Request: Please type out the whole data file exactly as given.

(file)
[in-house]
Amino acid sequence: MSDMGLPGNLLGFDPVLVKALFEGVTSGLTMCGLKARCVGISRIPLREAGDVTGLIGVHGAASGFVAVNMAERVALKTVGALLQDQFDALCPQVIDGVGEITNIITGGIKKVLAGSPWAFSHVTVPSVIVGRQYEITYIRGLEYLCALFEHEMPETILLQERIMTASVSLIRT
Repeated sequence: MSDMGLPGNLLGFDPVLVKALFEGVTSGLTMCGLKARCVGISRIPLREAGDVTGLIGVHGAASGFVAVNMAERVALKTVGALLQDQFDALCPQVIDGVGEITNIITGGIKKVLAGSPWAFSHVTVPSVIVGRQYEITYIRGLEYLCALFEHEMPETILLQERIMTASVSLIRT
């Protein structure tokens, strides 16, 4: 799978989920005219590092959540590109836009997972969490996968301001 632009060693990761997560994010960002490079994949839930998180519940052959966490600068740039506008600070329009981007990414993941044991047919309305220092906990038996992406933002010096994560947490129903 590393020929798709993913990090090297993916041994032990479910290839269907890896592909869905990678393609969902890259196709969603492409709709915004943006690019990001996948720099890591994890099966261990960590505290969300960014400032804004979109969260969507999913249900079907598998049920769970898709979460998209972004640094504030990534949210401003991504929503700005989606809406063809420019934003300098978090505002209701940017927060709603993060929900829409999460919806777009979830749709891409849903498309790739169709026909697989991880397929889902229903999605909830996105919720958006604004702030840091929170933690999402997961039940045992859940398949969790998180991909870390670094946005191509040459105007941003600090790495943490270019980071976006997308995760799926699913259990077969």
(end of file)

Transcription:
[in-house]
Amino acid sequence: MSDMGLPGNLLGFDPVLVKALFEGVTSGLTMCGLKARCVGISRIPLREAGDVTGLIGVHGAASGFVAVNMAERVALKTVGALLQDQFDALCPQVIDGVGEITNIITGGIKKVLAGSPWAFSHVTVPSVIVGRQYEITYIRGLEYLCALFEHEMPETILLQERIMTASVSLIRT
Repeated sequence: MSDMGLPGNLLGFDPVLVKALFEGVTSGLTMCGLKARCVGISRIPLREAGDVTGLIGVHGAASGFVAVNMAERVALKTVGALLQDQFDALCPQVIDGVGEITNIITGGIKKVLAGSPWAFSHVTVPSVIVGRQYEITYIRGLEYLCALFEHEMPETILLQERIMTASVSLIRT
């Protein structure tokens, strides 16, 4: 799978989920005219590092959540590109836009997972969490996968301001 632009060693990761997560994010960002490079994949839930998180519940052959966490600068740039506008600070329009981007990414993941044991047919309305220092906990038996992406933002010096994560947490129903 590393020929798709993913990090090297993916041994032990479910290839269907890896592909869905990678393609969902890259196709969603492409709709915004943006690019990001996948720099890591994890099966261990960590505290969300960014400032804004979109969260969507999913249900079907598998049920769970898709979460998209972004640094504030990534949210401003991504929503700005989606809406063809420019934003300098978090505002209701940017927060709603993060929900829409999460919806777009979830749709891409849903498309790739169709026909697989991880397929889902229903999605909830996105919720958006604004702030840091929170933690999402997961039940045992859940398949969790998180991909870390670094946005191509040459105007941003600090790495943490270019980071976006997308995760799926699913259990077969």